Camilla Leask

This time of year calls for the culinary equivalent of the trench coat - transitional food that provides a little more substance than the last few months, easing us gently into cooler, shorter days. Cue the following recipe books! Equipping you with the means to create nourishing summer-to-autumn food





CASBLANCA by Nargisse Benkabbou

One of the best bits about Moroccan chef Nargisse Benkabbou's sumptuous debut is that the recipes - described as Moroccan-Western fusion - seem genuinely achievable: no long lists of spices, no elaborate utensils required, nothing but mouth-watering recipes. There are wonderful ways with aubergines, especially Smoky Zaalouk, a salad-dip hybrid, which I'd gobble up with flat bread.  Traditional Berber breakfast eggs will wow a brunch crowd, tagines of every variety are given a one-pot simplicity while the Moroccan mint tea chocolate pots look well worth the effort. A treat.

Out now, published by Octopus, HB £20



HOW TO EAT A PEACH by Diana Henry

In her latest book, Henry unbossily shows us how to appreciate food and put menus together.  This collection of food memories and stories transports readers to other countries and occasions and is divided into two simple sections - Spring and Summer and Autumn and Winter. Henry sets the scene for each menu with memorable food moments and enticing headings, including summer begins with apricot tarttake me back to Istanbul and, for the next heatwave, too hot to cook (although,weirdly, every recipe involves heat). Her stir-fried prawns with sugar snaps, basil, chilli & lime are my new staple, as is the entire 'my spanish cupboard' section, best washed down with her fresh raspberry lemonade.  This book will sit alongside Simple as one of my go-to recipe books.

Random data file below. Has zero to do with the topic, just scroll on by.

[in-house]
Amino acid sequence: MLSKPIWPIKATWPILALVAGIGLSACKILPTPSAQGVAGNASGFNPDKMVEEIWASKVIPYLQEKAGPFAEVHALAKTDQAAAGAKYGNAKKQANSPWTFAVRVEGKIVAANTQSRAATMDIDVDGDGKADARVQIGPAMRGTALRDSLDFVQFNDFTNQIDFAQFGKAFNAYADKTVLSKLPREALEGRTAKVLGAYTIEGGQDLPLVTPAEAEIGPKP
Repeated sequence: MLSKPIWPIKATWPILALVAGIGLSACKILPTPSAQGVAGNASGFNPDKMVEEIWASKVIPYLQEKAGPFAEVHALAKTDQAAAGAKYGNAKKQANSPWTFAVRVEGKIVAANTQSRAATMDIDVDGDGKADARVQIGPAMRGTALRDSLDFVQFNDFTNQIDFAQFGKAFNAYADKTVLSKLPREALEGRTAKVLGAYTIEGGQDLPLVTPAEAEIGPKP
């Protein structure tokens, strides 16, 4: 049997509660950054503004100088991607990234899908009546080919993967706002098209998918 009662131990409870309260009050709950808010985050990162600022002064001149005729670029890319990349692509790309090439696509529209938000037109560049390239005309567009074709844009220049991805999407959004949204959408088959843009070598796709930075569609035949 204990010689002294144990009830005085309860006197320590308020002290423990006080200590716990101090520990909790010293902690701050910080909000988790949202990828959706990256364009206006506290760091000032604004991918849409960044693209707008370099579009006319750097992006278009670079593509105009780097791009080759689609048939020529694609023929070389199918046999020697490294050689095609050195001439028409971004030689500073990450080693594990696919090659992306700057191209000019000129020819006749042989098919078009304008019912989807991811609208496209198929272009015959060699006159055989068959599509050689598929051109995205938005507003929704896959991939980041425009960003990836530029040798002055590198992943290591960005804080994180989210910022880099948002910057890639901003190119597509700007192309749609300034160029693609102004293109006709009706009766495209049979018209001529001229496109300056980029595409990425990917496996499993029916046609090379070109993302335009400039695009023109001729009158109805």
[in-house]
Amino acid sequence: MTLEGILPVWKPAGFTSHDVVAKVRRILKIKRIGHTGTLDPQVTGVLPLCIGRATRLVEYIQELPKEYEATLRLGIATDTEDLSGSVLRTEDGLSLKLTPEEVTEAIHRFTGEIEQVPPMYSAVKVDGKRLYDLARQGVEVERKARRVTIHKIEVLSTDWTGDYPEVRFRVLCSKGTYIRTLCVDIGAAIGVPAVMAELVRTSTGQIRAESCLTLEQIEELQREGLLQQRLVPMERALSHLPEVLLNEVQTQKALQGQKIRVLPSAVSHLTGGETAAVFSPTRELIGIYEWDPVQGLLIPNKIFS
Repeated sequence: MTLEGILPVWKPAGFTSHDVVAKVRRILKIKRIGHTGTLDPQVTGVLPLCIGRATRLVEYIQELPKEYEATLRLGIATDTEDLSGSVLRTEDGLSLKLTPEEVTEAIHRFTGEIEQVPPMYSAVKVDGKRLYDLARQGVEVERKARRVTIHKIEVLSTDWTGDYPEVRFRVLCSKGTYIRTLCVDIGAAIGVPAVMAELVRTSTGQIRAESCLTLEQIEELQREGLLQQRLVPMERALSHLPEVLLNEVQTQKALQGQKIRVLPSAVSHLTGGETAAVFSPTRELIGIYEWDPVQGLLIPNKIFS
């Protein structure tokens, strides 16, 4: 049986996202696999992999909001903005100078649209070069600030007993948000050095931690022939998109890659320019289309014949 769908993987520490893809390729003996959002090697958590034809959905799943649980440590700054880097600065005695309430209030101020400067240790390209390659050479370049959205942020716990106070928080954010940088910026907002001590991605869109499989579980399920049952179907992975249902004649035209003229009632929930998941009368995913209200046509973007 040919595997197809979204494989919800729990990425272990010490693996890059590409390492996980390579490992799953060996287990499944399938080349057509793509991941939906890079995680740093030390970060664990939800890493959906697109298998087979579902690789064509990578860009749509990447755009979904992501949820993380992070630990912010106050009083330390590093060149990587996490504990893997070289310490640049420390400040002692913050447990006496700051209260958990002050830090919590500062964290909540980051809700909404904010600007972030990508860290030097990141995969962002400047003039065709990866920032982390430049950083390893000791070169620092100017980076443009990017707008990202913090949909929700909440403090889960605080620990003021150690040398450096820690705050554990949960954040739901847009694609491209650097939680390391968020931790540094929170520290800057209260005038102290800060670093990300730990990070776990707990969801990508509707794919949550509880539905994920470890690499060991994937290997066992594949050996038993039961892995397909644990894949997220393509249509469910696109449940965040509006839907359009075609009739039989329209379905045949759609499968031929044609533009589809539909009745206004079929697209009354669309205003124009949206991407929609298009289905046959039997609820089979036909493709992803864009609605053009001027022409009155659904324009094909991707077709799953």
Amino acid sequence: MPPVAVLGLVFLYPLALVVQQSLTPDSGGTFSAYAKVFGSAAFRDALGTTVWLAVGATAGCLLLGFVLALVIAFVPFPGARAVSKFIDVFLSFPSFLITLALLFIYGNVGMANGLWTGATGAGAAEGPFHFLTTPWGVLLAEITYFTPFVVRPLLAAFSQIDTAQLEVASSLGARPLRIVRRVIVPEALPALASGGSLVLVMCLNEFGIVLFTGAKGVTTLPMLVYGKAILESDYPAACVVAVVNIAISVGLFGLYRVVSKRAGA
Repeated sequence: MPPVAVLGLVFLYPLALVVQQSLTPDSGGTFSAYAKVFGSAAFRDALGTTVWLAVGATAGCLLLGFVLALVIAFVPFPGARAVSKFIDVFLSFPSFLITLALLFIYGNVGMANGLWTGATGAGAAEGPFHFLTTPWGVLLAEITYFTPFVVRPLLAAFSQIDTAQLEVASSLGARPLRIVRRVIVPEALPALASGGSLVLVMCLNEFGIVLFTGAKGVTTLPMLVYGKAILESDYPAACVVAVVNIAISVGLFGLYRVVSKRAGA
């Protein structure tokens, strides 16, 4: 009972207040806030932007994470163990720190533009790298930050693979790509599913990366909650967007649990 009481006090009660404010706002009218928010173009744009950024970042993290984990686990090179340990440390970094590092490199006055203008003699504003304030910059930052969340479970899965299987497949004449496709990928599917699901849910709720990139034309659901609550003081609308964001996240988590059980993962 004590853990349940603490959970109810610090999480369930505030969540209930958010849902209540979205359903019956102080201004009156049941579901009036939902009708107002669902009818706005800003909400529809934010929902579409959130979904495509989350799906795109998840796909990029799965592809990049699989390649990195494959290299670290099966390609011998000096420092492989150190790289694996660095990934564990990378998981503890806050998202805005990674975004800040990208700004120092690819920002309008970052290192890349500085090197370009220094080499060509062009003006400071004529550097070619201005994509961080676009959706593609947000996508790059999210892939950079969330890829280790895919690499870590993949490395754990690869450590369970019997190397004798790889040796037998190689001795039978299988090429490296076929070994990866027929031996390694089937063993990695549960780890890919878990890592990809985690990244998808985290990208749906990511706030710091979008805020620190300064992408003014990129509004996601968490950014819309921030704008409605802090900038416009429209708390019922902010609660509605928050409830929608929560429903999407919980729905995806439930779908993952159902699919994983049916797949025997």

Out now, published by Mitchell Beazley, HB £25





KHAZANA is by the super-talented 2017 MasterChef winner Saliha Mahmood Ahmed, who is also a junior doctor working in the NHS and is training to specialise in Gastroenterology. Say no more…  

Khazana is a modern Indo-Persian cookbook steeped in the ancient methods and flavours of its Mughal heritage but with a hearty nod to British tastebuds. As Ahmed declares in the opening pages, her food is 'bold, proud, full of attitude', all warming spices and relatively simple recipes, many of which lend themselves to autumn days.  Lamb gets decent airtime in various different guises, including Lamb Shanks in Pomegranate & Date Syrup, which is as delicious and achievable as the Chicken Thigh and Sour Mango curry.  Vegetables are given 'main course' status including a deliciously earthy Whole Roasted Cauliflower, while Ahmed's Patti Gobi transforms the humble cabbage.  Mughal Eggs and Beans could be a perfect Sunday night supper and Saffron Poached Apple Murabba provide an easy alternative to the poached pear.  I can't wait to rustle up one of the relishes, especially the Coriander, Cashew & Golden Sultana Dip.

Publishes on 20th September, HB £25 (Hodder & Stoughton)